Jacqueline Jones, Education Secretary Arne Duncan’s senior advisor on early learning, visited Erikson on Thursday to learn about the Early Mathematics Education Project. The project received a $5 million Investing in Innovation (i3) grant last year from the Department of Education.
From left: Jacqueline Jones, senior advisor on early learning; Jennifer McCray, Early Math Project director; and Sara Slaughter, director of McCormick Foundation’s Education Program
During her visit, Jones observed a training session for math project coaches and joined a roundtable discussion to learn about the project and the coaches’ experiences bringing early mathematics to Chicago Public Schools teachers.
At the end of the visit, Jones remarked, “We are really pleased with what we’ve seen today and are excited to see where this work goes.”
Read news coverage of the visit in Catalyst Chicago »
An emphasis on process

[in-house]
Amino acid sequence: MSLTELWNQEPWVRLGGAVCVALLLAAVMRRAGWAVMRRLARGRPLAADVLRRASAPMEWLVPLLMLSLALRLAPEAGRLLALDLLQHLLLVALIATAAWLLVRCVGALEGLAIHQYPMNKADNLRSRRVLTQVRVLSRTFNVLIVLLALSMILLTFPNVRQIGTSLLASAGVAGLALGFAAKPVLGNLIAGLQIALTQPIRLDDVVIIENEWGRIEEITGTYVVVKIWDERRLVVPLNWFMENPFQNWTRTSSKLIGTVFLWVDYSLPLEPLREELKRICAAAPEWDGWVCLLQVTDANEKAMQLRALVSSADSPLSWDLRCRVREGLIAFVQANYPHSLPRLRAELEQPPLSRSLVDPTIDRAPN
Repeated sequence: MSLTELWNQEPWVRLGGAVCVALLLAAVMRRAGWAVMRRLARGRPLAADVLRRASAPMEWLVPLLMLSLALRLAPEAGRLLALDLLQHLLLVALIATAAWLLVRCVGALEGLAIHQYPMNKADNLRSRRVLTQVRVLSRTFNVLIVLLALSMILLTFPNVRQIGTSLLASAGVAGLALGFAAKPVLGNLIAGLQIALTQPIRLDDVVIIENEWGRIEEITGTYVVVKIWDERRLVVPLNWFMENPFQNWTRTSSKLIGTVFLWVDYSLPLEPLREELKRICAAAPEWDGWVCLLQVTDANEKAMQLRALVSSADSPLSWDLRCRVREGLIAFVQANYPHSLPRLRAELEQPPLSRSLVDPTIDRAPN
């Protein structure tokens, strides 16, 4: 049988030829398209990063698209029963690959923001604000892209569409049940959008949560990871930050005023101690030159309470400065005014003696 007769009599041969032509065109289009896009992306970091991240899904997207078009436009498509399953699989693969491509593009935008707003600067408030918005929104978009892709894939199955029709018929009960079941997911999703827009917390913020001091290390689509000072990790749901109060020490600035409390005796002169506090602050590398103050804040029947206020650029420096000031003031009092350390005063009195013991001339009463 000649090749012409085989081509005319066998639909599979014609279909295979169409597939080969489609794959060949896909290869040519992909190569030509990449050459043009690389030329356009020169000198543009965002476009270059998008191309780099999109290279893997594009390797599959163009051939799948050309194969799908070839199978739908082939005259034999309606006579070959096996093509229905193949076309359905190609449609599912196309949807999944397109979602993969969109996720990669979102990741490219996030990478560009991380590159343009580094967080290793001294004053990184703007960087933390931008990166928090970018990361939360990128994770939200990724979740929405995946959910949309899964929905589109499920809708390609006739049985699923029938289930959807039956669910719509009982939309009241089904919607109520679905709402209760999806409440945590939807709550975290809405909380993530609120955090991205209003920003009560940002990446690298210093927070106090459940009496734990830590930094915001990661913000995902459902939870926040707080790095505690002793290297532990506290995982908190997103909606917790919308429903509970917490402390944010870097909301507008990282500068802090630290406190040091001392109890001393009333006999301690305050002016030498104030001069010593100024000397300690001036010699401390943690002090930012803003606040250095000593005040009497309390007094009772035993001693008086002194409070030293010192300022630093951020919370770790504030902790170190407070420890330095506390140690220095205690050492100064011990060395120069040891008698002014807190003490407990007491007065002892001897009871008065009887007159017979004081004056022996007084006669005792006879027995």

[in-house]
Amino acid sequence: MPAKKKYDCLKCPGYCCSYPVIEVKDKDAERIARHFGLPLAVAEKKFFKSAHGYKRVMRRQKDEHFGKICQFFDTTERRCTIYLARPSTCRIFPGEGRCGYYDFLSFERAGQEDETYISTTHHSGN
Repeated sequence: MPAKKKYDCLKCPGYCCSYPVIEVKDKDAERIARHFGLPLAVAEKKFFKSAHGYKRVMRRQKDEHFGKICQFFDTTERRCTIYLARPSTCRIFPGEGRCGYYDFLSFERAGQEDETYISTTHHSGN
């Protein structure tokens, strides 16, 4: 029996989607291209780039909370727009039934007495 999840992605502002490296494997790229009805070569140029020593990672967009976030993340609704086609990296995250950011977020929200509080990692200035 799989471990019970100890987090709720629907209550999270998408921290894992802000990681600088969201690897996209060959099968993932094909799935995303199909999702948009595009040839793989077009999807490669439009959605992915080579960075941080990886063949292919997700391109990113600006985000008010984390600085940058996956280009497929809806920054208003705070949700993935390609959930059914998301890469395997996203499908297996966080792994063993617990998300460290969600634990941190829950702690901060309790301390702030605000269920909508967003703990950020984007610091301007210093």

During Jones’s visit, Erikson’s early math coaches stressed the importance of developing teachers who know how to recognize foundational mathematical thinking and incorporate it into their classrooms. A solid early introduction to mathematics can help a child succeed in school later on.
“We’ve found that in preschool, there was no math; it just wasn’t there,” said Patricia Garner, ’04, an Erikson alumna and fifth year coach for the math project. “During the project’s five years, teachers have said ‘This is just what I needed.’ It’s really a transformative professional development activity.”
Senior instructor Donna Johnson (left) explains how the project supports teachers’ development.
Donna Johnson, one of the project’s senior instructors, emphasized that a major component of the project is getting teachers away from rote memorization and computation.
“The right answer doesn’t always matter,” said Johnson. “It’s the thinking and problem solving behind it. And we’re not looking for perfect lessons from the teachers. This is about improving practice.”
Coaches also wanted Jones to understand the project’s focus on empowering teachers to learn how to assess and improve their own lessons and how to support one another.
Senior instructor Rebeca Itzkowich said, “If we’re doing a good job, we’re putting ourselves out of a job.”
Erikson research suggests the project is succeeding. Children whose teachers were in the early math project learned more math per school year than other children.